Bulk queries in Elasticsearch

Elasticsearch is devoted to store big amount of data. Making some operations as indexing them can be costly. It's one of the reasons Elasticsearch adopted the same features as in the most of principal RDBMS, batch operations - in Elasticsearch known as bulk operations.

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We'll start this article by describing bulk operations available in Elasticsearch through RESTful API. In the second part we'll show how to implement them through the same way.

Bulk operations in Elasticsearch RESTful API

For work with big amount of data, making some thousands or hundreds of calls can have negative aspects on performance. The Elasticsearch response for this problem are bulk operations. They concern 4 types of actions: index, create, delete and update. They all can be mixed in a single call. However, they haven't the same rules of definition:
- index and create: are defined in two lines, separated by new line character. The first line defines index concerned by the operation and the second line the data to create or to index. The difference between them consists on the behavior in the case of duplicates. If we want to create already existent document, the operation will fail.
- update: expects the definition of document to update to be placed in new line, just after the definition of element to update (such as SQL's 'WHERE id = 3').
- delete: contains only one line with the element to delete.

This a little bit strange looking bulk format is well explained in Elasticsearch bulk format documentation. As you can see, it was designed to reduce memory consumption of bulk requests. We can also learn that bulk requests apply to documents which can be located in different primary shards, probably placed in different nodes in the cluster. So, each bulk action must be forwarded to correct shard and node. Thanks to this new-line separated format, Elasticsearch can forward each part of bulk to appropriate place in the cluster. After that, these simple requests are treated in primary shards and replicated if replicate shards are defined.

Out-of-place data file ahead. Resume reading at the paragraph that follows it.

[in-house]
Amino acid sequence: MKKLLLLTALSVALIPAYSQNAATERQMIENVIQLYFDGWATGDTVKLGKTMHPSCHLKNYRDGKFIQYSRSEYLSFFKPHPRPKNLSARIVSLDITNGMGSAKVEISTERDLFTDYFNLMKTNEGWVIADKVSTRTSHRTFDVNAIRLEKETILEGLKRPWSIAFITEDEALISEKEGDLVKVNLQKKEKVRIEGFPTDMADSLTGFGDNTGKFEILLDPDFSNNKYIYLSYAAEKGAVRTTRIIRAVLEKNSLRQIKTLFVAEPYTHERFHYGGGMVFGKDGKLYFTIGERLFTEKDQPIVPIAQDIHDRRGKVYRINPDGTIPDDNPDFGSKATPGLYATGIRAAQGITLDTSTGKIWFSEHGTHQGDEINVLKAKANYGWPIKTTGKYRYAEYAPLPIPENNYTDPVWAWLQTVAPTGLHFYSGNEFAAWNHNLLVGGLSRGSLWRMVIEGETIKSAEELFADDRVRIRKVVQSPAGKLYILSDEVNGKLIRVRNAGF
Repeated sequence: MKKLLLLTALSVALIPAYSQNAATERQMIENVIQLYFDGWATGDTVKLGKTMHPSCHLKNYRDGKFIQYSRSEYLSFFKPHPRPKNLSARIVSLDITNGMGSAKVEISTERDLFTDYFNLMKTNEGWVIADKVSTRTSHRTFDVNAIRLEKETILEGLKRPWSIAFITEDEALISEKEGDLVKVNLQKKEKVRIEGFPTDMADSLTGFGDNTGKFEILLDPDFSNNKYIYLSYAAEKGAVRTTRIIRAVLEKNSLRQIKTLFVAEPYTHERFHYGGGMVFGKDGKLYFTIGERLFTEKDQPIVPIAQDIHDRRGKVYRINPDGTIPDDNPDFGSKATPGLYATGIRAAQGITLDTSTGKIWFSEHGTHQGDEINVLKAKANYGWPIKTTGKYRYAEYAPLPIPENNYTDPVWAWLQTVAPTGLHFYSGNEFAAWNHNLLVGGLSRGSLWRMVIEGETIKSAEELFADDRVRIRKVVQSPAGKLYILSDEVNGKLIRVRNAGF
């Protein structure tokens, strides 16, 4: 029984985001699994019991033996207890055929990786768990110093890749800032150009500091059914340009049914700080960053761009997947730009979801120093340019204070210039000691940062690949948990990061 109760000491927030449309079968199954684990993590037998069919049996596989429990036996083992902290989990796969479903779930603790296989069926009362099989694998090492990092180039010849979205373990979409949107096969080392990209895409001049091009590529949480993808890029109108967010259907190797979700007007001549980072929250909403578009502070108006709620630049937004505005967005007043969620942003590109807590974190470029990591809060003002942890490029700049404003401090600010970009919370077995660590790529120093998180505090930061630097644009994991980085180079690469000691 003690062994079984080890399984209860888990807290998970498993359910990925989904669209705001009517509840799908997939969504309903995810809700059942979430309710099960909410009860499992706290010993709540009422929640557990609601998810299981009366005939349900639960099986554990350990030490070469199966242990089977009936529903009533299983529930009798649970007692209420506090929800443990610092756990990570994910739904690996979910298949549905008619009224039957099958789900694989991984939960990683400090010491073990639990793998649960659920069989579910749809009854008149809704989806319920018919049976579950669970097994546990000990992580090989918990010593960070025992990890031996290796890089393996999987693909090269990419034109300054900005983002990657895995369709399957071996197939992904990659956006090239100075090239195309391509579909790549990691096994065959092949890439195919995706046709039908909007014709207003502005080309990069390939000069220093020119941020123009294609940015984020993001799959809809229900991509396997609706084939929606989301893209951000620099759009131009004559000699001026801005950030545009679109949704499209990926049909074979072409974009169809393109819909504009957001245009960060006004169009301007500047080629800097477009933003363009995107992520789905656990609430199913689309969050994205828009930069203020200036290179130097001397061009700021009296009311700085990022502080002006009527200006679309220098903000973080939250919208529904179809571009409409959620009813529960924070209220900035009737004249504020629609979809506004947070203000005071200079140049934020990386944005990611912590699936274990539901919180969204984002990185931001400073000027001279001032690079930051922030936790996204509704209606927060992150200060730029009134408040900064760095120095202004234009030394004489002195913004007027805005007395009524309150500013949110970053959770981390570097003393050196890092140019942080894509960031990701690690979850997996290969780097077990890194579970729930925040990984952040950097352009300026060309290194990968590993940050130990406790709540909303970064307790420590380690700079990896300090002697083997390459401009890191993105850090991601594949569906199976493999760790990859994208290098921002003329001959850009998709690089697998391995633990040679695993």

The result of bulk requests is a single JSON document resuming which operations were correctly executed and which were not. Note that the operations inside bulk have unique scope. It means that the failure in one of several of them doesn't impact the rest.

Bulk RESTful API is applied on URLs which path ends with _bulk word. An example of bulk indexing query looks like:

{"index": {"_index": "waitingforcode", "_type": "teams"}}
{"name": "RC Paris"}
{"index": {"_index": "waitingforcode", "_type": "teams"}}
{"name": "Roubaix"}
{"index": {"_index": "waitingforcode", "_type": "teams"}}
{"name": "Nimes"}

For the URL: http://localhost:9200/waitingforcode/_bulk

Bulk operations in Elasticsearch Java API

In the side of Java's API, bulk operations can be written with fluent API very easily. As other operations, bulk also has an dedicated object - org.elasticsearch.action.bulk.BulkRequestBuilder. It's used to construct bulk request objects. Under-the-hood, it's org.elasticsearch.client.support.AbstractClient's bulk method which is invoked.

Sample bulk indexing requests in Java API can look like that:

public class BulkOperationsTest extends ElasticsearchIntegrationTest {

  public void setupCluster() {

  public void test_bulk_index() {
    List<String> teams = 
      Lists.newArrayList("Team_1", "Team_2", "Team_3", "Team_4", "Team_5");
    BulkRequestBuilder bulkRequest = client().prepareBulk();
    for (String team : teams) {
      bulkRequest.add(client().prepareIndex("teams", "team")
        .setSource("name", team));

    BulkResponse bulkResponse = bulkRequest.execute().actionGet();

      .forEach(bulkItemResponse -> Assertions.assertThat(bulkItemResponse.getFailure()).isNull());

Exactly as in the case of RESTful API, bulk operations are quite simple to write thanks to possibility to define each operation separately. The mystery of this simplicity is hidden in org.elasticsearch.action.bulk.BulkRequest class. Delete, index and update requests are stored in its package-private final List field called requests.

Now you can wonder where create requests are stored ? Exactly in the same place because under-the-hood they are considered as objects of the same class as indexing, ie. IndexRequest. The property used to distinguish index query from create query is private field called opType, defined like that: private OpType opType = OpType.INDEX;.

Another way of creating bulk requests from Java API layer consists on use of BulkProcessor. It contains some supplementary control, as deciding the moment of data flush (depending on size, number of actions or time) or how many bulk requests can be executed in parallel.

This article introduced an interesting concept of bulk operations in Elasticsearch. Thanks to them some big operations, as indexing of thousands of documents, or mixed updated executed after one day of activity in a big database, can be executed quicker than in unitary calls. We also explained a little bit what happens in for Java API layer responsible for bulk queries.

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